Migrant crossings major problem for 75% of US Hispanics: Pew

  • 38% of polled Hispanics don't consider immigration a "crisis"
  • U.S. Border Patrol reported 250,000 migrant encounters in December
  • 75% of Hispanics believe the economy should be the top priority

Most migrants encountered by U.S. Border Patrol in this group that crossed into Eagle Pass, Texas, on Sept. 6, 2022, wore black. But dark clothing now is dangerous as hunting season has started in South Texas. (Sandra Sanchez/Border Report)

(NewsNation) — Nearly three months after U.S. Border Patrol officials encountered a record number of migrant encounters at the southern border, immigration remains a major issue on the minds of most Americans.

That includes U.S. Hispanics, 75% of whom describe the increase in migrants crossing the southern border as a major problem or crisis, a recent Pew Research poll showed. Of those polled, 74% are also critical of the U.S. government’s handling of the crisis.

However, Hispanics are less likely than non-Hispanics to describe what’s happening with migrants crossing the border as a crisis, the Pew poll revealed. Hispanics are also less likely to consider the situation a crisis as only 38% of those polled fall into that category. Other categories included “major problem”, “minor problem” and “not a problem”, of which only 6% of Hispanics and 4% of non-Hispanics chose.

Among non-Hispanics, 47% consider the situation a crisis rather than a major problem. Most of the migrants arriving at the U.S.-Mexico border are coming from Latin American countries, data shows, but more newcomers are arriving from places like China, Russia and India.

In December, U.S. Border officials reported they had encountered 250,000 migrants at the southern border during that month alone. The record number of encounters was the highest reported by the government since May 2022, when border officials reported 224,000 encounters.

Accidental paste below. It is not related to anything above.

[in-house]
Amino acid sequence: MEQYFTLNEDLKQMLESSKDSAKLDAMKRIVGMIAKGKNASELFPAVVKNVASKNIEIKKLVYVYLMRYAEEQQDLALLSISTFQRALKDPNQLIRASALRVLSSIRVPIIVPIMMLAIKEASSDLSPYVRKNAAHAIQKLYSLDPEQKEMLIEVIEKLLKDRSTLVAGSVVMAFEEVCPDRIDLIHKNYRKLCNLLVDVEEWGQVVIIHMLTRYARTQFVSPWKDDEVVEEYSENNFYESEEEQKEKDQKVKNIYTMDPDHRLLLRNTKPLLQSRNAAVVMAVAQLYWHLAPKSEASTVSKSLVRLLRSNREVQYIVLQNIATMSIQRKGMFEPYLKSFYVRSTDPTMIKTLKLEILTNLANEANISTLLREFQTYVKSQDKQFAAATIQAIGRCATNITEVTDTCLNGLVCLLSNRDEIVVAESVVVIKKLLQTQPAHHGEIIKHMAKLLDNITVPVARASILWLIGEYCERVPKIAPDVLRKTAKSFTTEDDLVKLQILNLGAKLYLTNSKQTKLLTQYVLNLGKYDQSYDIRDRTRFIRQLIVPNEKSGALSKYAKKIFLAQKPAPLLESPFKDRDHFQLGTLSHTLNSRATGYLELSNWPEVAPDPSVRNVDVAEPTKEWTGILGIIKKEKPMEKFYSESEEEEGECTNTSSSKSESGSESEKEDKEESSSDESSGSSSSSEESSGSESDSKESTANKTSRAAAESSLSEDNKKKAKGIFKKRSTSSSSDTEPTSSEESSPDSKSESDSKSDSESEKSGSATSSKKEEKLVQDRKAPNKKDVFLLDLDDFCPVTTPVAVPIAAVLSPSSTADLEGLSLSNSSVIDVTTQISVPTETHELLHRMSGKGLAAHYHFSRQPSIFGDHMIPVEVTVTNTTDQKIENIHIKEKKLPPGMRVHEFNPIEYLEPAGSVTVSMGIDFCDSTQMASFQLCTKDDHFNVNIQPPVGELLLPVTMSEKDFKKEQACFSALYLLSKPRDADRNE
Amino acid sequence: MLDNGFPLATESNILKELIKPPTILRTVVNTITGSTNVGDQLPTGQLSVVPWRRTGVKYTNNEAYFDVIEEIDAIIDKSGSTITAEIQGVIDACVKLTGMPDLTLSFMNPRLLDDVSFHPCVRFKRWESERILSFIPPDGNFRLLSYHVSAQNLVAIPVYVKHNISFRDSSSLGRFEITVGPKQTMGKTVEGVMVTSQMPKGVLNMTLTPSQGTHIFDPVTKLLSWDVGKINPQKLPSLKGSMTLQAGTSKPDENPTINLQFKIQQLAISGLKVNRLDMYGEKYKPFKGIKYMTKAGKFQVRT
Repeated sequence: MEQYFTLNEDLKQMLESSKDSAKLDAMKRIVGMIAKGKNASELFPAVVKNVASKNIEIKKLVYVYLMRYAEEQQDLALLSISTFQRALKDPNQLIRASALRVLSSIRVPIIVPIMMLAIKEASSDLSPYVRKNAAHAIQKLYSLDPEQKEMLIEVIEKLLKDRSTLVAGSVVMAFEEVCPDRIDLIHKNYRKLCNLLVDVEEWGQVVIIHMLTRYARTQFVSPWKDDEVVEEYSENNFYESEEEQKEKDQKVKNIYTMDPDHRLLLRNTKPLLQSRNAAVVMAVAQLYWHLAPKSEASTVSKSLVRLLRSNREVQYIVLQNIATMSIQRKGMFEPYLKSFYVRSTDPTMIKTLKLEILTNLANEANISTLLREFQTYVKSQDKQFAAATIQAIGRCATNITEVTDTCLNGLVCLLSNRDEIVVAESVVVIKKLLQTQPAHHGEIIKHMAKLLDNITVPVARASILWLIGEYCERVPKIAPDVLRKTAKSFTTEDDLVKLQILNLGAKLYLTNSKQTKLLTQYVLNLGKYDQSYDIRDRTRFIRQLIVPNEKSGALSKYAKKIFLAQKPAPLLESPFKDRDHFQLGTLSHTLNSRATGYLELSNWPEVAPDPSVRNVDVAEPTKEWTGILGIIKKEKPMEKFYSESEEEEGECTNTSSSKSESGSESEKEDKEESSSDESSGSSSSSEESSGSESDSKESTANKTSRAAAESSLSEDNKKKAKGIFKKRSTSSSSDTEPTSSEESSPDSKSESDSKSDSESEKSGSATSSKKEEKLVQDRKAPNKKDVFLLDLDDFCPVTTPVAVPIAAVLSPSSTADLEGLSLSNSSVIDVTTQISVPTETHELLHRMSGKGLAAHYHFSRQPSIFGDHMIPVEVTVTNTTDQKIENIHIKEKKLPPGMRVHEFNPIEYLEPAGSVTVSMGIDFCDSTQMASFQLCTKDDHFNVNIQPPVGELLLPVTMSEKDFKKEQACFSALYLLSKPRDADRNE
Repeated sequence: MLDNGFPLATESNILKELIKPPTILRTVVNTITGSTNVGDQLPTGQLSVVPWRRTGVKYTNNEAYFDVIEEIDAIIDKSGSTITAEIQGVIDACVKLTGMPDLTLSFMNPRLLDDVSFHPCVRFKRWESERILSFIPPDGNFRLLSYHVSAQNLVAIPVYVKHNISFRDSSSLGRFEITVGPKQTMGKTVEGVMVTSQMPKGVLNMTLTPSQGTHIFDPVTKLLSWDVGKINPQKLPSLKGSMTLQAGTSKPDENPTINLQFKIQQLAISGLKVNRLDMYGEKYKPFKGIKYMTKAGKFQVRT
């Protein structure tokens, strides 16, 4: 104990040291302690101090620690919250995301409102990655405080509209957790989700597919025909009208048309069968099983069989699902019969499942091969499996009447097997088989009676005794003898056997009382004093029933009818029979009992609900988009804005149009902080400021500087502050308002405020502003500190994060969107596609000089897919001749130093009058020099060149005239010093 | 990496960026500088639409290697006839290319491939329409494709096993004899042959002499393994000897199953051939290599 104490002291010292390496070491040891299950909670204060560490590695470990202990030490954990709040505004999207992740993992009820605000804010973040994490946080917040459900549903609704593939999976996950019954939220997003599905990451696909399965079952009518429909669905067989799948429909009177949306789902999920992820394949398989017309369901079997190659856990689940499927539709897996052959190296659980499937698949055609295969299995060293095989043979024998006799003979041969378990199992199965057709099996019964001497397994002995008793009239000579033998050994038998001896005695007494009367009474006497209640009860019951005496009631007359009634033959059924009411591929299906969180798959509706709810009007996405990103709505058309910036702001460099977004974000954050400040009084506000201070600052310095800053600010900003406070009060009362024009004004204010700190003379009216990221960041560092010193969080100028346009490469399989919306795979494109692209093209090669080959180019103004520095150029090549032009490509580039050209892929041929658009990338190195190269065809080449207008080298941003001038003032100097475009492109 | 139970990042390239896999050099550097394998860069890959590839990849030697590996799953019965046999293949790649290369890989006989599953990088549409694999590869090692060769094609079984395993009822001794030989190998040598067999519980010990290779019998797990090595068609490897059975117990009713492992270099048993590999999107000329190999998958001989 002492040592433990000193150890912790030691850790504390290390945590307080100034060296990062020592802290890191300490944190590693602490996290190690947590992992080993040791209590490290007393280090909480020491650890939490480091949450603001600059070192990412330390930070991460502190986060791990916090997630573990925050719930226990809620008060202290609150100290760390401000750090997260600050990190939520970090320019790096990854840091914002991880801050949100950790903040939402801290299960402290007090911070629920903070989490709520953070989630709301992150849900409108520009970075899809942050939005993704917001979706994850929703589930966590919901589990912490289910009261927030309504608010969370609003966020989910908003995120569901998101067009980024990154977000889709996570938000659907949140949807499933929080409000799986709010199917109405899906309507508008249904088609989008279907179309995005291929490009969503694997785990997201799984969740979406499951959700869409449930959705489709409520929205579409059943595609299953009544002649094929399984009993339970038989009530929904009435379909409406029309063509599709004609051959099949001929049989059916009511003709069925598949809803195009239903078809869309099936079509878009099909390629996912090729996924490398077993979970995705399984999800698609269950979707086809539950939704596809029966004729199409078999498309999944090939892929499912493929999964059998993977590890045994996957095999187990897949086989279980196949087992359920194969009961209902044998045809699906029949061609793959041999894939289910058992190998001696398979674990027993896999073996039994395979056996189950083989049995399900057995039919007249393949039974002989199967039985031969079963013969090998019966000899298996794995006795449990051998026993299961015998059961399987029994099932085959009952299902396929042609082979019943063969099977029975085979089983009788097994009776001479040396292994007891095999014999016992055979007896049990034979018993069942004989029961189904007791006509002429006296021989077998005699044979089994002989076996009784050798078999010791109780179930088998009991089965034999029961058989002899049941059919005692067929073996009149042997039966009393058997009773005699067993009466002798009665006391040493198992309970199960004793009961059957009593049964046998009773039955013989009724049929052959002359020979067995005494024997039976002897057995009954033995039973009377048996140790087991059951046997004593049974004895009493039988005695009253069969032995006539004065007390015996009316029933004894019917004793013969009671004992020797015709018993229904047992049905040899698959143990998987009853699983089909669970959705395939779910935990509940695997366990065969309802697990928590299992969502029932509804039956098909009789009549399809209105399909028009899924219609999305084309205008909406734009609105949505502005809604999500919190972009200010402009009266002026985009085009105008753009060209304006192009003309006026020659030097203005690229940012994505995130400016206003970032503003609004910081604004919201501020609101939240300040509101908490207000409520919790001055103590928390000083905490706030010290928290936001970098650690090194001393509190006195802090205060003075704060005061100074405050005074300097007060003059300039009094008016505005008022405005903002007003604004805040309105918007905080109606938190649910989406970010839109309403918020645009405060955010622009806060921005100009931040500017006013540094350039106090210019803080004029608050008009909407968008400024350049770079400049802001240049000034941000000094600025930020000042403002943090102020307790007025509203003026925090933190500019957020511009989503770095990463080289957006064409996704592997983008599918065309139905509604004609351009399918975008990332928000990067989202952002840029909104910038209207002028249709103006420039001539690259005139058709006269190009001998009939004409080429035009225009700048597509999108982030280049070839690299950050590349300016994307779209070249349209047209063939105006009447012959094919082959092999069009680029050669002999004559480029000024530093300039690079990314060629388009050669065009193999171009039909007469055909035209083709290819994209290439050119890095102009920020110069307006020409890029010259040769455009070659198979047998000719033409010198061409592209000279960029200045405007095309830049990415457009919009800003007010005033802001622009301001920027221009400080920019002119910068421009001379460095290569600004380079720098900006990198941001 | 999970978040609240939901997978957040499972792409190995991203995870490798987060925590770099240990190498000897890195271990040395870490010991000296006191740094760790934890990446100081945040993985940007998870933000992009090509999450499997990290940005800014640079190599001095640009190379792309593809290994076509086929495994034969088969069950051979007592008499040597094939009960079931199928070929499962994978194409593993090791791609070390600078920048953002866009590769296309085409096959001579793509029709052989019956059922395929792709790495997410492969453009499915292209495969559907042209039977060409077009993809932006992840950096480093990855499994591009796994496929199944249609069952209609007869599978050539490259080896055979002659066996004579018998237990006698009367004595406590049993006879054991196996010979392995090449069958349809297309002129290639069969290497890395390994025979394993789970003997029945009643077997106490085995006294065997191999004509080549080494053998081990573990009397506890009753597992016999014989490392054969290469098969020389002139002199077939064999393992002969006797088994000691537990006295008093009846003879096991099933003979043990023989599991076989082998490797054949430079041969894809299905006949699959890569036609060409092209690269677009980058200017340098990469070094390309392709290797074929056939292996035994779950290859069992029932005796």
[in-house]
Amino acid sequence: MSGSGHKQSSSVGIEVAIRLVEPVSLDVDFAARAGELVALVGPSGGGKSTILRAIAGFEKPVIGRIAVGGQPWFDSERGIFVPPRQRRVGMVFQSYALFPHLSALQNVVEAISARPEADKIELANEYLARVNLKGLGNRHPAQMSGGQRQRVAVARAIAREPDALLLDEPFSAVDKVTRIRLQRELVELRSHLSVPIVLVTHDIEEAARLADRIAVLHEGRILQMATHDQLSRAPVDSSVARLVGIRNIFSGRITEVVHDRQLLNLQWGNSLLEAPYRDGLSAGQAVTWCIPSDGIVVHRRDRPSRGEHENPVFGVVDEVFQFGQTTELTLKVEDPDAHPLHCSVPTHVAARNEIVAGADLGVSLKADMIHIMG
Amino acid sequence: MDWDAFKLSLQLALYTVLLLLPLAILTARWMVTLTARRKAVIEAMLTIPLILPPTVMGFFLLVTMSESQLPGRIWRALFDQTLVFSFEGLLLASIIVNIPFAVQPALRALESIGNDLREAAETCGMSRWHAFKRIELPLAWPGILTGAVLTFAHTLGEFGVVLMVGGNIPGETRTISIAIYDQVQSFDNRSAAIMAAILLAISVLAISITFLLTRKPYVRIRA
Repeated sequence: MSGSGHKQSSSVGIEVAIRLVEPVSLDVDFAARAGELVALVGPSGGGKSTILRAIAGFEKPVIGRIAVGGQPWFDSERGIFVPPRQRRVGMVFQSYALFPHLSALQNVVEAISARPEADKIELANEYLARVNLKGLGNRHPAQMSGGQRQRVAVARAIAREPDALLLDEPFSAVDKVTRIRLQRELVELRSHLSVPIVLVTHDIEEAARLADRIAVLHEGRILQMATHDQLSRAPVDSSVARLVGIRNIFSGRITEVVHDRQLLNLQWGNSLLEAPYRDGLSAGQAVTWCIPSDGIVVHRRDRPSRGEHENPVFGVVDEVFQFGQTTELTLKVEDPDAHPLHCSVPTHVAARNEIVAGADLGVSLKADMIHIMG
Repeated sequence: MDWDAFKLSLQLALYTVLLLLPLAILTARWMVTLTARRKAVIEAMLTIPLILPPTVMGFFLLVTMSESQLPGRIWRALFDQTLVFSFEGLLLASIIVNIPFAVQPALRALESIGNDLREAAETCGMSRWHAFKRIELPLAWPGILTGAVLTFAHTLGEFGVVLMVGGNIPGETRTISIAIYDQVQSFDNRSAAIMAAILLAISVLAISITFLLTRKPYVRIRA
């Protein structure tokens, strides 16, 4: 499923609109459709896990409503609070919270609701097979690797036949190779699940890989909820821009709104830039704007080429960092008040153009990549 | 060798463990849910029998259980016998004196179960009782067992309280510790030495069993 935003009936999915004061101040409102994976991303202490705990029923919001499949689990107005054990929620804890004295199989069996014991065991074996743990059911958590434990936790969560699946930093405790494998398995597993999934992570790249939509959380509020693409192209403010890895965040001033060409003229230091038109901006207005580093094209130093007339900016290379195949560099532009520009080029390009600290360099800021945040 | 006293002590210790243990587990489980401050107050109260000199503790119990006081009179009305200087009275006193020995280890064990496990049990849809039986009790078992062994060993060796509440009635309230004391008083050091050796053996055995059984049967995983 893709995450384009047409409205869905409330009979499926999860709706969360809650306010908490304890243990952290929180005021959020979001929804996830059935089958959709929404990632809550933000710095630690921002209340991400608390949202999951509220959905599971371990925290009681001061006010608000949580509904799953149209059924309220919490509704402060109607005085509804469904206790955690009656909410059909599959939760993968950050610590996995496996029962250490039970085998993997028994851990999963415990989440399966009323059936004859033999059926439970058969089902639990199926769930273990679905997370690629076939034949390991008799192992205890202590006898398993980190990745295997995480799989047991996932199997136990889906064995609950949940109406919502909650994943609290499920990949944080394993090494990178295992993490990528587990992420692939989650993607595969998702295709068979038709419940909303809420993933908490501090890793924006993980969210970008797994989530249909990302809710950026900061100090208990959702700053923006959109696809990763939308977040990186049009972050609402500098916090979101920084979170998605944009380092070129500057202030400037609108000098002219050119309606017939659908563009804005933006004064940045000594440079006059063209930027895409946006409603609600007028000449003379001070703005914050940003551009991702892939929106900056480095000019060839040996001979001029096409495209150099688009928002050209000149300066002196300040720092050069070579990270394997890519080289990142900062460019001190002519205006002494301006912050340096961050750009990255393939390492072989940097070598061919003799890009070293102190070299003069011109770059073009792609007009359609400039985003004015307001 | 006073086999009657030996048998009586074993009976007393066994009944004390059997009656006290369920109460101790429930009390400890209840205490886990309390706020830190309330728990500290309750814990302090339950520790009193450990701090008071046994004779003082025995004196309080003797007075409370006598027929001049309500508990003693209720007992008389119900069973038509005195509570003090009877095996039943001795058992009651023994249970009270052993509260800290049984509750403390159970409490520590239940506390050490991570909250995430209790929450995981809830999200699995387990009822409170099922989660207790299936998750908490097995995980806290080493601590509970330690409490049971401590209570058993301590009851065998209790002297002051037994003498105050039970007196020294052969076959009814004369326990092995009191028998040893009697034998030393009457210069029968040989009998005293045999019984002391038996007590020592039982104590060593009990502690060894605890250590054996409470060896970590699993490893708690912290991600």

The survey also found that 51% of Hispanics say they believe immigration should be a top priority for President Joe Biden and Congress to address this year. However, more Hispanics put other issues ahead of the migrant crisis at the top of the list of issues needing attention.

By January, encounters fell to around 124,000 — a drop of 42% from December — which coincides with when Pew conducted its polling.

Pew polling shows 75% of Hispanics feel that strengthening the economy should be the top priority for Biden and lawmakers. Improving the U.S. educational system was the top issue for 66% of those polled, while 65% of Hispanics felt improving jobs in America should take priority.

Many Hispanics also feel there are potential benefits that can come from policy proposals that have been introduced to deal with securing the southern border. However, only one-third or less of respondents saw possible policies as helping deal with the matter.


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